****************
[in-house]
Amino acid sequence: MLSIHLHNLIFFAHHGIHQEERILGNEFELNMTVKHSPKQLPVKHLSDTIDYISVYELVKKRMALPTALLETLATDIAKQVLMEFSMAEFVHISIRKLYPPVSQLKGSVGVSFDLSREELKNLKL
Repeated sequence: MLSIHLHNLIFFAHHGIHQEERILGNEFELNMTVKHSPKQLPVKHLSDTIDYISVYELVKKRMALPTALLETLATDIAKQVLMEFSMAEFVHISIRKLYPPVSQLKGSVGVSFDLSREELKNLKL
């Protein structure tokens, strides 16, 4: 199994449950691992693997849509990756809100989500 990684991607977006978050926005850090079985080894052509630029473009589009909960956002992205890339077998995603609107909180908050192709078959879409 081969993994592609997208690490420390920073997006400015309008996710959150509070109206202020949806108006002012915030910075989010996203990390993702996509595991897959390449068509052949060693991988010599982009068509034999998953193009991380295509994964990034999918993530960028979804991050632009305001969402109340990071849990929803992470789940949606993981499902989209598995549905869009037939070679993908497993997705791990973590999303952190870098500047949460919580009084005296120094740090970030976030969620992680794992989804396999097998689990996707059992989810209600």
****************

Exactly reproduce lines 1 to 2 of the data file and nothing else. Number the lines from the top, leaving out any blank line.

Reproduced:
[in-house]
Amino acid sequence: MLSIHLHNLIFFAHHGIHQEERILGNEFELNMTVKHSPKQLPVKHLSDTIDYISVYELVKKRMALPTALLETLATDIAKQVLMEFSMAEFVHISIRKLYPPVSQLKGSVGVSFDLSREELKNLKL